Skip to main content

Men's taekwondo Sinden comes within eight seconds of Team GB's first Tokyo gold

Doncaster athlete, 22, defeated at the last by Ulugbek Rashitov – but claims Britain's first silver medal of the Games

THIRTEEN years after he was inspired by fellow Doncaster native Sarah Stevenson’s Olympic bronze in Beijing, Bradly Sinden came within eight seconds of securing Great Britain’s first gold medal of the Tokyo Games today.

In a dramatic repeat of Lutalo Muhammad’s last-gasp agony five years ago in Rio, Sinden had gold at his mercy as he led by two points with eight seconds remaining before a head-kick by Ulugbek Rashitov gave gold to his Uzbek opponent.

Sinden – in his first Olympics at just 22 years of age – had blazed through the preliminary stages in the Makuhari Hall before digging out a stunning semi-final comeback over China’s Shuai Zhao to march into the men’s -68kg final.

But he faced a test too far in Rashitov, a little-known 19-year-old who had accounted for South Korea’s top seed Lee Daehoon in his second contest, and whose impressive level-headed approach enabled him to rally at the death for a 34-29 triumph.

Asked to describe his immediate feelings, Sinden replied: “Disappointment. I think it was my gold medal to give away. Obviously he is a good fighter. I made a few mistakes, I think I was unlucky with a few things, but that’s taekwondo, you have to go with what scores on the system.

“Twice I had him but I made mistakes and let him come back in and you have got to applaud that from him. He did well to do that and then that back-kick at the end, you have got to congratulate him for what he did. The few mistakes I made, he got me from it. Well done to him — and you will see me again in Paris.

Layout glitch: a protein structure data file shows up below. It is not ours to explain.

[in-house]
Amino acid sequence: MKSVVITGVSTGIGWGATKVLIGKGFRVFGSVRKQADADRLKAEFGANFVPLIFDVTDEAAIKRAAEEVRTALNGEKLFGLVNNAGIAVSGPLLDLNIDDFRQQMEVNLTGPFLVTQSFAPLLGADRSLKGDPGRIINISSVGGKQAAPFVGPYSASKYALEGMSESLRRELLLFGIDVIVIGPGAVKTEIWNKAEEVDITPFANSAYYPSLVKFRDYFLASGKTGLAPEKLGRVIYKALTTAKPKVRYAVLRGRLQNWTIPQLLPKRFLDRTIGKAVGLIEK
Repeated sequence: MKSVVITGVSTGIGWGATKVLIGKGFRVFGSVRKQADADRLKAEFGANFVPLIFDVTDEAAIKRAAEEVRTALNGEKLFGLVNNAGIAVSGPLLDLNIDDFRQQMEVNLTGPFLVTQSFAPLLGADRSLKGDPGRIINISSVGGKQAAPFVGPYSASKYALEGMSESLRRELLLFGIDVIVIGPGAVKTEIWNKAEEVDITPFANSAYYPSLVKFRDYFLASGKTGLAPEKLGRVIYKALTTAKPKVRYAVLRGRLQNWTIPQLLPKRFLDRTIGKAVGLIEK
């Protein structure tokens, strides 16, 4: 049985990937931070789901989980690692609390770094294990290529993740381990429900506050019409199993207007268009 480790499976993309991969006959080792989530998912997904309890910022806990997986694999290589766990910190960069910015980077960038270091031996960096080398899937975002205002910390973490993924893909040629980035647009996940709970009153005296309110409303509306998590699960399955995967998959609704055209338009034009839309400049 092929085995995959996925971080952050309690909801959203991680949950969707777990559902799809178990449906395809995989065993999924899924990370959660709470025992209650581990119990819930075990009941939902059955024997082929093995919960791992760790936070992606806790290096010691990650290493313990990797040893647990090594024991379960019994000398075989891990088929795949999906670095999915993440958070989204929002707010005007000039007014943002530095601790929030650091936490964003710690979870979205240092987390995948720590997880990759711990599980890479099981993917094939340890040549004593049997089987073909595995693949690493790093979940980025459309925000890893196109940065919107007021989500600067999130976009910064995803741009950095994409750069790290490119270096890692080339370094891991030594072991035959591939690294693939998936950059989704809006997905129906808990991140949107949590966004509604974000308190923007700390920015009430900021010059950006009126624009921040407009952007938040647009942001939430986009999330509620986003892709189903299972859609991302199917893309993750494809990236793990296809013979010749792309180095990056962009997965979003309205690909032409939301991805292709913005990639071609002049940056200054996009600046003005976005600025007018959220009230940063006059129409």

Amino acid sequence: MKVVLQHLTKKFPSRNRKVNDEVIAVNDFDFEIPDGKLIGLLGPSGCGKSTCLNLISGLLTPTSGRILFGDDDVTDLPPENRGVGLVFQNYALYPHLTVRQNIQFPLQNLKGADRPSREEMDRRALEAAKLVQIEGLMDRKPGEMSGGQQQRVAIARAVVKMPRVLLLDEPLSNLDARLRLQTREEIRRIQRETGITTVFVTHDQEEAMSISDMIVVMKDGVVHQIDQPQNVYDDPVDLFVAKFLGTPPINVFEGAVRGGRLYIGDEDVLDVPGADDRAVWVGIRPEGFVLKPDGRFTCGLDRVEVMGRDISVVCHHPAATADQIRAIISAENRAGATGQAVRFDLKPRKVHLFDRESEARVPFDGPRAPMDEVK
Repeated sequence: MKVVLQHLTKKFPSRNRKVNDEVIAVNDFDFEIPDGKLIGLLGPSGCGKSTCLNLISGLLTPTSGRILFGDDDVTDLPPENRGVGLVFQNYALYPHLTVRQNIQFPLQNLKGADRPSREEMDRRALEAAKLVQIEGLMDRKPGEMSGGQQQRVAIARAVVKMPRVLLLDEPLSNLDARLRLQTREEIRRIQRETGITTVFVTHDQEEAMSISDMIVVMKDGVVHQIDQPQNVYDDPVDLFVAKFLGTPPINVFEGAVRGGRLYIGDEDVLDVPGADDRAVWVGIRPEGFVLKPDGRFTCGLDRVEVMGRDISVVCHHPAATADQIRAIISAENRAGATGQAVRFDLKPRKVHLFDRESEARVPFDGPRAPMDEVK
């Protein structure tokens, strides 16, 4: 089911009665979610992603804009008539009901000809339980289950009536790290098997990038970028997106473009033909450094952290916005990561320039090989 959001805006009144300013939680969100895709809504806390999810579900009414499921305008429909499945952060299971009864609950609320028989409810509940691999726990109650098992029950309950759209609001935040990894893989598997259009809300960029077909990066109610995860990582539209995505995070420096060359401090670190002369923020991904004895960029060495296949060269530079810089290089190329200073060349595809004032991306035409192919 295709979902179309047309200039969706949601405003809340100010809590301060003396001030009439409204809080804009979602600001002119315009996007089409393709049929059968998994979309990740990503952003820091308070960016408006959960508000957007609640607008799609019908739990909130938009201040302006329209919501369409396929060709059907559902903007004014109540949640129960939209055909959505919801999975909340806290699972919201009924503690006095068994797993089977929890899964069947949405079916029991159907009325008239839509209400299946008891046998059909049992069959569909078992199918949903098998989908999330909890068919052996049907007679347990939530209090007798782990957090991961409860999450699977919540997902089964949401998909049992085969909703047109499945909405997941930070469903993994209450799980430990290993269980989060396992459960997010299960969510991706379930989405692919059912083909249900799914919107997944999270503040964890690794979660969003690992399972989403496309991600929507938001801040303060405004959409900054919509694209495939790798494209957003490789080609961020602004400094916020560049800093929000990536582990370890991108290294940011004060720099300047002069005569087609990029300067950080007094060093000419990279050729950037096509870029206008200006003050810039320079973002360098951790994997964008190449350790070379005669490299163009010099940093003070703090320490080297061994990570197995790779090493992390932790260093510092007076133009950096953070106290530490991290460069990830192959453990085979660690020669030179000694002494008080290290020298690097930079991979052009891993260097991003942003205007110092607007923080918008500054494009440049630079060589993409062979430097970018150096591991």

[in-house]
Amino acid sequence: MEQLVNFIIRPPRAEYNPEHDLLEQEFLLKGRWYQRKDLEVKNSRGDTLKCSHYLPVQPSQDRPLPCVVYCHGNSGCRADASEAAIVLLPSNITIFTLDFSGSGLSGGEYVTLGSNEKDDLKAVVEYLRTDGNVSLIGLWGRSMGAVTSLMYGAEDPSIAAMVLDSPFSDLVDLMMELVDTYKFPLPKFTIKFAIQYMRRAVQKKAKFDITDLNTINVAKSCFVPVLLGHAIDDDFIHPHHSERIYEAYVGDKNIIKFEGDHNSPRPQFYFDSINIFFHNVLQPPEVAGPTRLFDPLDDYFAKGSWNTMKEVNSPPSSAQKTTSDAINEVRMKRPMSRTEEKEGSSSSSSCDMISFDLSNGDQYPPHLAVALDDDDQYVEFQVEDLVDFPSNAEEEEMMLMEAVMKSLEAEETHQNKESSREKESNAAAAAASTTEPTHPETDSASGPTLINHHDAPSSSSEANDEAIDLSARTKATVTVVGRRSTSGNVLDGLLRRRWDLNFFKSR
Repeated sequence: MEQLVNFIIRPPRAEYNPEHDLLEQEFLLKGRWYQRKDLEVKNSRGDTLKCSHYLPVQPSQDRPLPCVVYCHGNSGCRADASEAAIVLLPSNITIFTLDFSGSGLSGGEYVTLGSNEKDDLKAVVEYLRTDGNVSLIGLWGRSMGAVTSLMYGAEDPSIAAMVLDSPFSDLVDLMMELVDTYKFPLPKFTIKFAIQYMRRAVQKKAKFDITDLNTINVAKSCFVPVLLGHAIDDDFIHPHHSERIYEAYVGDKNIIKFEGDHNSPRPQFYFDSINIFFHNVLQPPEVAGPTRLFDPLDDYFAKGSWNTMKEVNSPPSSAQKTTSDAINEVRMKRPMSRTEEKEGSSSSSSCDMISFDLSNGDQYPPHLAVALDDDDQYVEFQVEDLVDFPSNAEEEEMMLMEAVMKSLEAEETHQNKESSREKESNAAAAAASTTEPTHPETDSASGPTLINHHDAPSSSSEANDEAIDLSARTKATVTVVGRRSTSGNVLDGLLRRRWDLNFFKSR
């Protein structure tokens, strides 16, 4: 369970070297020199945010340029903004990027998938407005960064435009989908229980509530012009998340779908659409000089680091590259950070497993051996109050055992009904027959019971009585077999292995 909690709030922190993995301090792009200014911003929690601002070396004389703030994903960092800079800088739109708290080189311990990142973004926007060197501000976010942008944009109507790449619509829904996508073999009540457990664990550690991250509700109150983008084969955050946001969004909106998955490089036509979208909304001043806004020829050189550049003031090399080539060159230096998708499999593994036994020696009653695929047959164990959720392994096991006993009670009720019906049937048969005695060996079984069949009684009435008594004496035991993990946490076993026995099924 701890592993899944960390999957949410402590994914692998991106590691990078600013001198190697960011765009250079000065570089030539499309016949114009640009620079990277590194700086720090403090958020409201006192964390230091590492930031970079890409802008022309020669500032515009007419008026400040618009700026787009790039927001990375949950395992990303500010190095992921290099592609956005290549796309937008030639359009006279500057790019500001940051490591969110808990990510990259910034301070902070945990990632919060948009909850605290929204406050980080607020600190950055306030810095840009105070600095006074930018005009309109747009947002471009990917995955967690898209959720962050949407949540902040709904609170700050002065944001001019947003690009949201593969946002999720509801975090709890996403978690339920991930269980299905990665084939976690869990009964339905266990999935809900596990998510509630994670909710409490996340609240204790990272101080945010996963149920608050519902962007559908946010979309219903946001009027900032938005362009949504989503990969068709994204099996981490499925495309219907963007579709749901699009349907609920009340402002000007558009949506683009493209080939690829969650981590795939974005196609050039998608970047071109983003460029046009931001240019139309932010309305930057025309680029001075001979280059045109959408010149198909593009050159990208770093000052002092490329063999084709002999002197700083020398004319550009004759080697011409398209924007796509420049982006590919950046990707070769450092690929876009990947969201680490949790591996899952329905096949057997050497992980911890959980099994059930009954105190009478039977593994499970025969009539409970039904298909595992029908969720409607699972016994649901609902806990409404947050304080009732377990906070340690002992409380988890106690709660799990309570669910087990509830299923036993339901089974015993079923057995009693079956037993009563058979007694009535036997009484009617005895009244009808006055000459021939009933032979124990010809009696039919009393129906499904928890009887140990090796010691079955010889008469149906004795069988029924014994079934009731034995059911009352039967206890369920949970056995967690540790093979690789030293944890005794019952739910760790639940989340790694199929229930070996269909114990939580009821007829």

“Maybe eventually [I will feel proud], but you are here to get gold and anything else that comes you are not here to celebrate. My coach always said that silver is the best loser.

“Maybe eventually I will get over it but for now it has got me that I didn’t win gold where I think it was there for me to take.”

Muhammad, who in 2016 led the Ivory Coast’s Cheick Sallah Cisse 6-4 before losing with the very last action of the men’s -80kg final, was one of the first to acknowledge Sinden’s near-miss.

I can fully empathise — I know what he’s going through,” he said. “I think we all thought he’d won it at the end.

“It just hurts because he was so close to becoming Olympic champion. But he will come again, and after that performance it’s safe to say he will win Olympic gold in the future.”


We're a reader-owned co-operative, which means you can become part of the paper too by buying shares in the People’s Press Printing Society.

Become a supporter

Fighting fund

You've Raised:£ 10,087
We need:£ 7,931
9 Days remaining
Donate today